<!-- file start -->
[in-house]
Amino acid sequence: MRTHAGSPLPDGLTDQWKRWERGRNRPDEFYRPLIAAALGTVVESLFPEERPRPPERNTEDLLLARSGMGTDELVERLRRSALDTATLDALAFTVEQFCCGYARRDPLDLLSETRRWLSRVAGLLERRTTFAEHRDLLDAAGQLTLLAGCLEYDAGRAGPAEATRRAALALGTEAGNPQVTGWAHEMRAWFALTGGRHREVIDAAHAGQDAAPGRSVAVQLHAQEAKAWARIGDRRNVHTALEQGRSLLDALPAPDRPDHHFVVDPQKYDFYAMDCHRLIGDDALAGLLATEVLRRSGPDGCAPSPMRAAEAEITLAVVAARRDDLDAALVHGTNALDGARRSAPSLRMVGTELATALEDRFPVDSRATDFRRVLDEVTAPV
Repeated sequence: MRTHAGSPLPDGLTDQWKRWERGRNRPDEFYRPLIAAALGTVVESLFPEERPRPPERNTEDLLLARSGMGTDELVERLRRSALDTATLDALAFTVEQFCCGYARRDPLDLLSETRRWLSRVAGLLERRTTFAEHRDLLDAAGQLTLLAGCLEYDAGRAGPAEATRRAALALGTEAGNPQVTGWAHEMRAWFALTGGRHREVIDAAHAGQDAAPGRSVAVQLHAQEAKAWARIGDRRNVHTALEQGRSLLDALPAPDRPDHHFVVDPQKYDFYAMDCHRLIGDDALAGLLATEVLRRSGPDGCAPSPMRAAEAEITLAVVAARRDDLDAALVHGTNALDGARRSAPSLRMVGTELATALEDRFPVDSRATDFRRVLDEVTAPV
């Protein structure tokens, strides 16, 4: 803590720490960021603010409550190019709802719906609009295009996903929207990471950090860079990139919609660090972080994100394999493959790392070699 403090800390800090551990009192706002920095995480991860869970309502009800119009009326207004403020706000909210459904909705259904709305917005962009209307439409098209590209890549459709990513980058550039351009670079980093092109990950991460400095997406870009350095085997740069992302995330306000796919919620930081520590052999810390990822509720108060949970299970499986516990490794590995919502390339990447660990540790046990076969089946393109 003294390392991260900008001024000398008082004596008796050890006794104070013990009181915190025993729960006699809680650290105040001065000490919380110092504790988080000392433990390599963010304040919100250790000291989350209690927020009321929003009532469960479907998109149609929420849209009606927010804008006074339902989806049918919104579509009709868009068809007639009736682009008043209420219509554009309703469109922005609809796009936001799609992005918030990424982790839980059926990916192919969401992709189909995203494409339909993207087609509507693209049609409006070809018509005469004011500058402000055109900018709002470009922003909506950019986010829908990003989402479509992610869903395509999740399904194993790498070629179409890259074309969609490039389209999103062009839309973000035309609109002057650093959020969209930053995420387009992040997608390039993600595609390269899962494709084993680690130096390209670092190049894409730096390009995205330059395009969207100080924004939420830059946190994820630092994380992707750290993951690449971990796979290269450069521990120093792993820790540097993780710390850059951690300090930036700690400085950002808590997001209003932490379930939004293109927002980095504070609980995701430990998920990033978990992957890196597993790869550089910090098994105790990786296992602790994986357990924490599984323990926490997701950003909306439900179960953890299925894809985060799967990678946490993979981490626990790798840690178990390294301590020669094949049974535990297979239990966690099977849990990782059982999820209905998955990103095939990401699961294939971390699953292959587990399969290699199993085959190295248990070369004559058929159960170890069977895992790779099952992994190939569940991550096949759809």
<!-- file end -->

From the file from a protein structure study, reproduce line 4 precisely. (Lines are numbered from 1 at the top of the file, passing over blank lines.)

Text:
């Protein structure tokens, strides 16, 4: 803590720490960021603010409550190019709802719906609009295009996903929207990471950090860079990139919609660090972080994100394999493959790392070699 403090800390800090551990009192706002920095995480991860869970309502009800119009009326207004403020706000909210459904909705259904709305917005962009209307439409098209590209890549459709990513980058550039351009670079980093092109990950991460400095997406870009350095085997740069992302995330306000796919919620930081520590052999810390990822509720108060949970299970499986516990490794590995919502390339990447660990540790046990076969089946393109 003294390392991260900008001024000398008082004596008796050890006794104070013990009181915190025993729960006699809680650290105040001065000490919380110092504790988080000392433990390599963010304040919100250790000291989350209690927020009321929003009532469960479907998109149609929420849209009606927010804008006074339902989806049918919104579509009709868009068809007639009736682009008043209420219509554009309703469109922005609809796009936001799609992005918030990424982790839980059926990916192919969401992709189909995203494409339909993207087609509507693209049609409006070809018509005469004011500058402000055109900018709002470009922003909506950019986010829908990003989402479509992610869903395509999740399904194993790498070629179409890259074309969609490039389209999103062009839309973000035309609109002057650093959020969209930053995420387009992040997608390039993600595609390269899962494709084993680690130096390209670092190049894409730096390009995205330059395009969207100080924004939420830059946190994820630092994380992707750290993951690449971990796979290269450069521990120093792993820790540097993780710390850059951690300090930036700690400085950002808590997001209003932490379930939004293109927002980095504070609980995701430990998920990033978990992957890196597993790869550089910090098994105790990786296992602790994986357990924490599984323990926490997701950003909306439900179960953890299925894809985060799967990678946490993979981490626990790798840690178990390294301590020669094949049974535990297979239990966690099977849990990782059982999820209905998955990103095939990401699961294939971390699953292959587990399969290699199993085959190295248990070369004559058929159960170890069977895992790779099952992994190939569940991550096949759809």